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BYOD introduces gaping security holes for businesses

“It’s inevitable that in any company, small or large, many employees will use personal devices to connect to the corporate network and access confidential data,” said Alexander Erofeev, chief marketing officer at Kaspersky Lab, which just completed a survey by B2B International on enterprise security risks, touching on BYOD. “For employees, it’s natural to use their smartphones and tablets – without even considering the possible dangers.”

About 72% of companies expect to embrace BYOD extensively in the near future, according to the report. Results from the research indicate that 50% of these companies plan to actively support BYOD, encouraging staff to use their own computers and devices for work. The other half sees BYOD as inevitable, whether encouraged or not.

Taking a closer look at the emerging security issues, the study showed that the most serious problems for IT professionals when it comes to malware, spam and unauthorized attempts to penetrate the system are still caused by software vulnerabilities, but problems linked to the use of mobile devices to access the corporate network are on the rise. The seriousness of this latter issue has increased over the past year, with one-third of respondents describing the lack of control over mobile devices as a serious problem. A full 10% of respondents said they had experienced critical information leaks due to the loss or theft of a mobile device.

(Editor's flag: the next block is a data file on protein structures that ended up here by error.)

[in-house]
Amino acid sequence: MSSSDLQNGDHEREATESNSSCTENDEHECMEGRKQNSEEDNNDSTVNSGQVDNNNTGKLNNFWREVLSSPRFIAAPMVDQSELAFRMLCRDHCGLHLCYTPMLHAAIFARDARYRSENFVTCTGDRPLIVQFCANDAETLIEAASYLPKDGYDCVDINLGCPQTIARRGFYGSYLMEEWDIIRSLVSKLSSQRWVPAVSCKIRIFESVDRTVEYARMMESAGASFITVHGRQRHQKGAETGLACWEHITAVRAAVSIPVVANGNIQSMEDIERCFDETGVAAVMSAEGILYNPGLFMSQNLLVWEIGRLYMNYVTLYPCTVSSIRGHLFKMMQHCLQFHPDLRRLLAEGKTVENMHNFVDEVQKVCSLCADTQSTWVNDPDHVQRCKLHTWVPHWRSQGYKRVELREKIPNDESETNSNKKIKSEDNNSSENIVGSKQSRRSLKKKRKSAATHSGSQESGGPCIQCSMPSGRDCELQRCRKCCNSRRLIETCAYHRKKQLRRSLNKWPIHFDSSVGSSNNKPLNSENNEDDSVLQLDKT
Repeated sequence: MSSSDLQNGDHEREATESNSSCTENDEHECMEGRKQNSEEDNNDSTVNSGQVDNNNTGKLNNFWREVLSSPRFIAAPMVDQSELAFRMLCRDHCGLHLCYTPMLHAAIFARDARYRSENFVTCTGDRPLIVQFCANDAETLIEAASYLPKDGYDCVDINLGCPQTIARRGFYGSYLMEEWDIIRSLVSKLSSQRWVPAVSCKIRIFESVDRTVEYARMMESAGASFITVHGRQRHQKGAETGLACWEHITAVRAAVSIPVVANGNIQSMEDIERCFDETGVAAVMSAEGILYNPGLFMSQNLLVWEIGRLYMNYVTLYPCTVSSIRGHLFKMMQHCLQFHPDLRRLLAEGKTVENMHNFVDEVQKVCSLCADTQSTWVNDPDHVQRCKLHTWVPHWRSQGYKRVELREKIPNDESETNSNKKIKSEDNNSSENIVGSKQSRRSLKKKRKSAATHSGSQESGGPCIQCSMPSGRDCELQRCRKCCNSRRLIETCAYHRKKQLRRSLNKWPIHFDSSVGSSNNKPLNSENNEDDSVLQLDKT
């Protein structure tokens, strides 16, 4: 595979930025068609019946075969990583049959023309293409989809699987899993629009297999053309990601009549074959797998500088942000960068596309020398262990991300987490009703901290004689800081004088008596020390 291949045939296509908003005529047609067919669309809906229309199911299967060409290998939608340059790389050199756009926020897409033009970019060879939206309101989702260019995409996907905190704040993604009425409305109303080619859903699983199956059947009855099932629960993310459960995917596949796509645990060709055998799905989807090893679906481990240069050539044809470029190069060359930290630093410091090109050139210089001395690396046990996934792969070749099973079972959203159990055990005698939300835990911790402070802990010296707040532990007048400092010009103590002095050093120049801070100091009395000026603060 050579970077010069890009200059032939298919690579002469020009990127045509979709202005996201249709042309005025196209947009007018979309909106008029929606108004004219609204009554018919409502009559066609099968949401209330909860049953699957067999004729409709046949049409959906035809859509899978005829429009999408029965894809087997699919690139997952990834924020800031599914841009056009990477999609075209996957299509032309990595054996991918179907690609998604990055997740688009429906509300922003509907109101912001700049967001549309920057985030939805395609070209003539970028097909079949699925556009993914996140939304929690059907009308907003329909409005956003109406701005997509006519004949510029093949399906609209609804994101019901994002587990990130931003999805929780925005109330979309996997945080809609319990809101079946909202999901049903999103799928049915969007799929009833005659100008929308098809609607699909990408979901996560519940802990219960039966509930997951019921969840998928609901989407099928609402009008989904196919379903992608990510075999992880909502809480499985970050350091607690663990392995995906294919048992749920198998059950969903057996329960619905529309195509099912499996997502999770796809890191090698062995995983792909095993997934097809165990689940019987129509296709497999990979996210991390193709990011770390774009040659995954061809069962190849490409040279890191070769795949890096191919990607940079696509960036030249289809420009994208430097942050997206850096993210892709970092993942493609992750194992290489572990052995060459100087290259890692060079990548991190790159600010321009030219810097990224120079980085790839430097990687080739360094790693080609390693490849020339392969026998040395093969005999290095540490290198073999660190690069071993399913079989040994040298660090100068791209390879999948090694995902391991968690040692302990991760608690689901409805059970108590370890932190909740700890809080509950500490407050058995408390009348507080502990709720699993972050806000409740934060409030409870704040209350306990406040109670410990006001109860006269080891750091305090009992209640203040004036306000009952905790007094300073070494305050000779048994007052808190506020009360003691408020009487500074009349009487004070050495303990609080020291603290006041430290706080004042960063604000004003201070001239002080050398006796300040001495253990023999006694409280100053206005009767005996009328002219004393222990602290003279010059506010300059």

The part of the survey that dealt with security policies for mobile devices showed that one-third of companies allow their employees to use them with full access to the corporate network and its resources. By doing so, they are creating a gaping hole in their security, Erofeev noted. When it comes to corporate security policies for personal devices, the findings “are not very encouraging either,” he said. The survey found that 19% of respondents plan to restrict the level and nature of personal device usage, but only 9% plan to introduce tough restrictions. A significant proportion of the respondents (36%) stated that their companies would approve of using personal devices for work-related tasks.

That’s why companies need to implement security policies that safeguard both corporate and personal mobile devices, said Erofeev.

Interestingly, BYOD is banned more frequently by larger organizations. While 12% of companies overall do not intend to allow personal devices into the workplace in the immediate future, that number drops to only 7% for smaller businesses.

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